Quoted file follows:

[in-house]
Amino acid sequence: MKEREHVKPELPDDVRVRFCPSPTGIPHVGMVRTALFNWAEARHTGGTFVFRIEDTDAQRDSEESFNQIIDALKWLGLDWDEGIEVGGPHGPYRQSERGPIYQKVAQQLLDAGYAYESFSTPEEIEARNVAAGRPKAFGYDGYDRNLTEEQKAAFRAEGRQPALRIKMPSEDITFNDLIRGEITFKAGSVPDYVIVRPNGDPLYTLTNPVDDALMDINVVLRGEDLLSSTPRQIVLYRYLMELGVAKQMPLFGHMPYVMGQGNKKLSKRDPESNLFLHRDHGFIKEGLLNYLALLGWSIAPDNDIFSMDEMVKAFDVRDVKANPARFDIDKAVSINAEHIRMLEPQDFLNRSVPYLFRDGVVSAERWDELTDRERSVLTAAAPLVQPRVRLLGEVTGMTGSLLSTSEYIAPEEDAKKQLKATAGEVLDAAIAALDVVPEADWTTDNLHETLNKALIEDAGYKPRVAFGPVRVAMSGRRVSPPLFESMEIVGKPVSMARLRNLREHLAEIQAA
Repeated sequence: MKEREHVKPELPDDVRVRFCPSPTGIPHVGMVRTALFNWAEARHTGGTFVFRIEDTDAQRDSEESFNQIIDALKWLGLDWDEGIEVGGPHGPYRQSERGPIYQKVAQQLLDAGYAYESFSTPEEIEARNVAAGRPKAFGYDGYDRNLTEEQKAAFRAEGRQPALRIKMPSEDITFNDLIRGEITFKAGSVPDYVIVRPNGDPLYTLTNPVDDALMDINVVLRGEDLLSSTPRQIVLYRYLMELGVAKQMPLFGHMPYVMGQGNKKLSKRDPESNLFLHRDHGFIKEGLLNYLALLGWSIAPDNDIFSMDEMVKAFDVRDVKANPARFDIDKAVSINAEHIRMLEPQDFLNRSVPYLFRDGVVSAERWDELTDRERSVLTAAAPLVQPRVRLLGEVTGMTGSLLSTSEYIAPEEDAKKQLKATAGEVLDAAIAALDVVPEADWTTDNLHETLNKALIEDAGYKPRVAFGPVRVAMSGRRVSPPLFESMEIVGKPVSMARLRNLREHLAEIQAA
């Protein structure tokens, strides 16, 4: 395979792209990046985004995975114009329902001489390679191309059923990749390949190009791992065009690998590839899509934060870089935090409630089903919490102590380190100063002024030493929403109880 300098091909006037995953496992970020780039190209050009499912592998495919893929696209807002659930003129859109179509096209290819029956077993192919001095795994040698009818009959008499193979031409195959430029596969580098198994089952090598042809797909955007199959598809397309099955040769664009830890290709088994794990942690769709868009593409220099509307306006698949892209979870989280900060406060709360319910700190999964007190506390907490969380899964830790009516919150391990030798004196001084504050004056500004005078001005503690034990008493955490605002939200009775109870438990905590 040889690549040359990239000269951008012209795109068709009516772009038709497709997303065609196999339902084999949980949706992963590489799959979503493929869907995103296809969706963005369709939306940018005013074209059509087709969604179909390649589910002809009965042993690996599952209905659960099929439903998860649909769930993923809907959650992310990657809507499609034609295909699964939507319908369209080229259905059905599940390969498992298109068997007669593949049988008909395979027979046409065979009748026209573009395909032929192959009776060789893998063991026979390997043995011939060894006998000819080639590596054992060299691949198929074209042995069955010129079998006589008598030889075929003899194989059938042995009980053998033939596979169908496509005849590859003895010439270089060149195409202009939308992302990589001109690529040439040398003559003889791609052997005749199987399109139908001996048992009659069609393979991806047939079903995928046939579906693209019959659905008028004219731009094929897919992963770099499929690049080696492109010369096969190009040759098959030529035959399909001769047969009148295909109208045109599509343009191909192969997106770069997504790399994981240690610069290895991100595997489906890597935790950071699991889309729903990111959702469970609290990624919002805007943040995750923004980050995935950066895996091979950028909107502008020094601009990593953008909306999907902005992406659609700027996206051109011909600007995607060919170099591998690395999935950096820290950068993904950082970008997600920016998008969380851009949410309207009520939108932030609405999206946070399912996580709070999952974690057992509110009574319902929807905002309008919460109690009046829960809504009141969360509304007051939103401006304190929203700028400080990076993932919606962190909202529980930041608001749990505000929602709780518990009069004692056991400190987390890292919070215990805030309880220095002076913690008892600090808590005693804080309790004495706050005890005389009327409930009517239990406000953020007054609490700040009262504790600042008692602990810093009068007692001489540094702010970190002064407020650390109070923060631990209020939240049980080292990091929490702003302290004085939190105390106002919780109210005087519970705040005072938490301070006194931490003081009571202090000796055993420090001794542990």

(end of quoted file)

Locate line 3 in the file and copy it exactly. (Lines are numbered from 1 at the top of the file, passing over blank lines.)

Repeated sequence: MKEREHVKPELPDDVRVRFCPSPTGIPHVGMVRTALFNWAEARHTGGTFVFRIEDTDAQRDSEESFNQIIDALKWLGLDWDEGIEVGGPHGPYRQSERGPIYQKVAQQLLDAGYAYESFSTPEEIEARNVAAGRPKAFGYDGYDRNLTEEQKAAFRAEGRQPALRIKMPSEDITFNDLIRGEITFKAGSVPDYVIVRPNGDPLYTLTNPVDDALMDINVVLRGEDLLSSTPRQIVLYRYLMELGVAKQMPLFGHMPYVMGQGNKKLSKRDPESNLFLHRDHGFIKEGLLNYLALLGWSIAPDNDIFSMDEMVKAFDVRDVKANPARFDIDKAVSINAEHIRMLEPQDFLNRSVPYLFRDGVVSAERWDELTDRERSVLTAAAPLVQPRVRLLGEVTGMTGSLLSTSEYIAPEEDAKKQLKATAGEVLDAAIAALDVVPEADWTTDNLHETLNKALIEDAGYKPRVAFGPVRVAMSGRRVSPPLFESMEIVGKPVSMARLRNLREHLAEIQAA